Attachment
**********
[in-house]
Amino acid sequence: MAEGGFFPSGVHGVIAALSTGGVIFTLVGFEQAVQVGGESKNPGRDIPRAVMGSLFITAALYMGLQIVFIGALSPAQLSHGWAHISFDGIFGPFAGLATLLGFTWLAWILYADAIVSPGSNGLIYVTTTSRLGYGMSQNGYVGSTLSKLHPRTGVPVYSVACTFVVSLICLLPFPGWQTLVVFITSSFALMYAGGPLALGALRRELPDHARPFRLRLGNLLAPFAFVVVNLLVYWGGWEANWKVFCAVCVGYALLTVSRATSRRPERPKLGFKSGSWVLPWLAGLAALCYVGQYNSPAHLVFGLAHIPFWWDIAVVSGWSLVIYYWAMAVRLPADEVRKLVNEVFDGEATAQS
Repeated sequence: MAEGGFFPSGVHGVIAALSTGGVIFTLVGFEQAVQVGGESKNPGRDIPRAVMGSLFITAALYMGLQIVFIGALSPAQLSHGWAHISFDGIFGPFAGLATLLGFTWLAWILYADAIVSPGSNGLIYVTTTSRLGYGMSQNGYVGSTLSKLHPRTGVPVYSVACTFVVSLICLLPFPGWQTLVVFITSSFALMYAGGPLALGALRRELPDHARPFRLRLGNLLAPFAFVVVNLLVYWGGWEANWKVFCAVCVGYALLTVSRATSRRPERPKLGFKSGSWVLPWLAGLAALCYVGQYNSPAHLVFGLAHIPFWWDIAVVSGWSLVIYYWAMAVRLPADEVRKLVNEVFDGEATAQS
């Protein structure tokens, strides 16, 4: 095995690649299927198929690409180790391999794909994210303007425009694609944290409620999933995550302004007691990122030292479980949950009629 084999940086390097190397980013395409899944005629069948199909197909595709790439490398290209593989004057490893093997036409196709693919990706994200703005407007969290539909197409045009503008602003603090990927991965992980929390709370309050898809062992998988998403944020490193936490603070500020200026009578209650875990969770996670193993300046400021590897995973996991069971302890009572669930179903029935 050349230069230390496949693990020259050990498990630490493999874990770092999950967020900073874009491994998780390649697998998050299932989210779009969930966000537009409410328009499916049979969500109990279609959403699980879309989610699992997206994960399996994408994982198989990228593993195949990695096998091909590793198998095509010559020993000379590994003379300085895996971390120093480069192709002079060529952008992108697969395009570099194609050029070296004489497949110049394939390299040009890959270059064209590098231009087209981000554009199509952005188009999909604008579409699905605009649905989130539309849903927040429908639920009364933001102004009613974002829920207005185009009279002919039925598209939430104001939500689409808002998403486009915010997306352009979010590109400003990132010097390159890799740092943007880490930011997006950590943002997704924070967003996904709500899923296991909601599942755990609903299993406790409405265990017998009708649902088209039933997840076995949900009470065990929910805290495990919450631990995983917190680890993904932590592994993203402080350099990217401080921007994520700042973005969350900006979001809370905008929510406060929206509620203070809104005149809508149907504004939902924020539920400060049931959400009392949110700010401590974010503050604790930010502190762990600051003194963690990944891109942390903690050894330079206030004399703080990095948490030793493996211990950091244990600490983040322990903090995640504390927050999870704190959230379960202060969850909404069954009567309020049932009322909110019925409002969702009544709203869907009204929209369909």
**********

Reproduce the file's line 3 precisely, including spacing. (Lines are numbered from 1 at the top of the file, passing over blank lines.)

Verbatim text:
Repeated sequence: MAEGGFFPSGVHGVIAALSTGGVIFTLVGFEQAVQVGGESKNPGRDIPRAVMGSLFITAALYMGLQIVFIGALSPAQLSHGWAHISFDGIFGPFAGLATLLGFTWLAWILYADAIVSPGSNGLIYVTTTSRLGYGMSQNGYVGSTLSKLHPRTGVPVYSVACTFVVSLICLLPFPGWQTLVVFITSSFALMYAGGPLALGALRRELPDHARPFRLRLGNLLAPFAFVVVNLLVYWGGWEANWKVFCAVCVGYALLTVSRATSRRPERPKLGFKSGSWVLPWLAGLAALCYVGQYNSPAHLVFGLAHIPFWWDIAVVSGWSLVIYYWAMAVRLPADEVRKLVNEVFDGEATAQS